By Steve Blanchard - November 03, 2021
At the height of the COVID-19 pandemic, ventilators were in high demand. Many hospitals did not have enough devices to care for the number of patients being admitted. Moffitt Cancer Center physicians and researchers, hoping to help create a solution to the shortages, enlisted the help of three University of South Florida (USF) students to engineer a device that could regulate ventilators to serve more than one patient at a time. The result was Eucovent, which is still in the trial stages.
"ICUs were all overwhelmed in the early days of COVID and doctors had to make decisions on who to vent and who not to vent."- Dr. Heiko Enderling, mathematical biologist and researcher
“ICUs were all overwhelmed in the early days of COVID and doctors had to make decisions on who to vent and who not to vent,” said Dr. Heiko Enderling, a researcher in Moffitt’s Integrated Mathematical Oncology Department. “A couple of places tried putting two patients on one ventilator, but that wasn’t safe.”
That’s because each patient is different and needs different air pressure when taking a breath, explained Dr. Aaron Muncey, an anesthesiologist at Moffitt. The Eucovent is a device that connects to a ventilator and can regulate two specific airflows for two different patients.
“People have different size lungs,” said Muncey. “Given pressure, the lung will stretch and that’s a different stretch depending on the patient. If you have different patients with different lung sizes, you can damage the lungs of one patient while treating the other. This device regulates that.”
Tests with the device have proved exciting, Muncey said, and it could potentially be used for more than two patients per ventilator if necessary. But that’s still well into the future.
So far, the Eucovent has been used only on test lungs.
“When can it be used on patients?” Muncey asked. “We’re asking ourselves that same question. The path forward includes more testing on more advanced test lungs and then follow the proper pathways to obtain the FDA approval to have something out there that’s safe.”
"The path forward includes more testing on more advanced test lungs and then follow the proper pathways to obtain the FDA approval to have something out there that’s safe."- Dr. Aaron Muncey, Moffitt anesthesiologist
The goal is to get FDA approval of the device and maybe find a way to make the dual ventilator system part of the actual ventilator rather than an attachment. The Eucovent is already getting quite a bit of attention.
The device team entered the Jabil Innovation Technology Challenge, which is a statewide competition open to Florida undergraduate, graduate and doctoral students. The team won the $10,000 first prize. Shortly after, the team also took home the $20,000 first prize at the Design by Biomedical Undergraduate Teams sponsored by the National Institutes of Health, and won the $5,000 first place award at the Florida Venture Forum.
“These USF students were up against impressive teams from universities like Stanford and Columbia,” Enderling said. “Our students have an incredible skillset. We doctors can ‘MacGyver’ something, but these students see design solutions, manufacturing and programming. It’s the time of expertise and time we just don’t have.”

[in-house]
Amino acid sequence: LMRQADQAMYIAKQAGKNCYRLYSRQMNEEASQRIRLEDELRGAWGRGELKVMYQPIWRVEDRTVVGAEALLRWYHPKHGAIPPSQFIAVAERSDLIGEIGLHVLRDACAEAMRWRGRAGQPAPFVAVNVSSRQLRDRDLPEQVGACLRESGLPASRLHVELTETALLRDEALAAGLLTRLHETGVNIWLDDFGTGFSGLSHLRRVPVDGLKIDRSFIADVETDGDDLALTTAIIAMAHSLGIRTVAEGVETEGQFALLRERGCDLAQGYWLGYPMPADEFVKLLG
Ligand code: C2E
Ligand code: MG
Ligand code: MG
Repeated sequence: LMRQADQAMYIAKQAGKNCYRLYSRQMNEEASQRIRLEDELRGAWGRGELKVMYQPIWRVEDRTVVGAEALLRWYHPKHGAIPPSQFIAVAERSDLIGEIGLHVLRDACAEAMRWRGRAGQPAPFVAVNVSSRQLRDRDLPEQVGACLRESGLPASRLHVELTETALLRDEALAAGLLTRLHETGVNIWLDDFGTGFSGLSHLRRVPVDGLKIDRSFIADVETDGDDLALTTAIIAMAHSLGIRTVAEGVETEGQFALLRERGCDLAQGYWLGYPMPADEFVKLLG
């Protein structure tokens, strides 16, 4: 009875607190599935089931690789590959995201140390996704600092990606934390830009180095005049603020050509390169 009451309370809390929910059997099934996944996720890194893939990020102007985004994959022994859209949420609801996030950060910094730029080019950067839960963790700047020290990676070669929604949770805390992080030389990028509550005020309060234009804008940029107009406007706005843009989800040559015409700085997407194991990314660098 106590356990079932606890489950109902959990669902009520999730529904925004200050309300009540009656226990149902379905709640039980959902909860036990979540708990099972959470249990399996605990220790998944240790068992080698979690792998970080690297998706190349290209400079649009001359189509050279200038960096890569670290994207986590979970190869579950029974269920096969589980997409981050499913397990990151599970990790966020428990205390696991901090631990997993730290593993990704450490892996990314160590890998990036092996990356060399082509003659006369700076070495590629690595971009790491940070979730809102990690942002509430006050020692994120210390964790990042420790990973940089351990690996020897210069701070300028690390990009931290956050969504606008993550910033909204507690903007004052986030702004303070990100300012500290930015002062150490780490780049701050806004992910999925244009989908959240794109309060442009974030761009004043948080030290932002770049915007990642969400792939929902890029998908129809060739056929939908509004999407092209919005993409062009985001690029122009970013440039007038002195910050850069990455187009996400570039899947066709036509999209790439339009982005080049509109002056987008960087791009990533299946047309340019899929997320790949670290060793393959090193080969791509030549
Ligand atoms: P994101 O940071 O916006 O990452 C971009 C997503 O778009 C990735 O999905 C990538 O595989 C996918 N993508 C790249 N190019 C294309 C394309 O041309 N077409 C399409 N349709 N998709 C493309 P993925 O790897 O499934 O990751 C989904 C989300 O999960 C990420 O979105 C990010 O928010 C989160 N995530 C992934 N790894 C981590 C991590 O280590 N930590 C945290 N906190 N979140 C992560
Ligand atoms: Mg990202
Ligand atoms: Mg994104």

While COVID was the impetus of the Eucovent, it’s important to realize that the system can help patients with different diseases, including cancer.
“Cancer patients are at high risk of needing ventilation and are subject to infection,” Enderling said. “There is a risk of complications for lung cancer patients and age is also a risk factor. Our catchment area has an older population so having that and cancer patients makes ventilators a priority.”
But it’s not just lung cancer patients who may need a ventilator. Muncey said ventilation depends on treatment regimens.
“Some treatments for certain cancers have a high impact on the immune system and function,” Muncey said. “So even if it’s not lung cancer, a patient can be immunocompromised and at a higher risk of infection.”
Abby Blocker, one of the students who worked on the Eucovent project, said this project in particular caught her attention when she was choosing her Capstone project for the year. She and her teammates began working on solutions the minute the project was presented to them.
“Dr. Enderling did the presentation and it just stuck with us,” she said. “We looked at everything, from design, to the market, to stakeholders and creating ideas. We went about it in a formatted way, and we worked on this project for the class with the goal of creating a working device.”
And that’s exactly what they did.
The Eucovent is one of the first projects of its kind between Moffitt and USF, but it certainly will not be the last, according to Enderling.
“This was all coordinated with the Research Education and Training office at Moffitt and the Capstone leadership at USF,” Enderling said. “This is an opportunity that is an example of partnering and licensing with Moffitt that truly works. This takes an investment for FDA approval and a ton of expertise. I’m glad we have such an amazing opportunity to partner with folks.”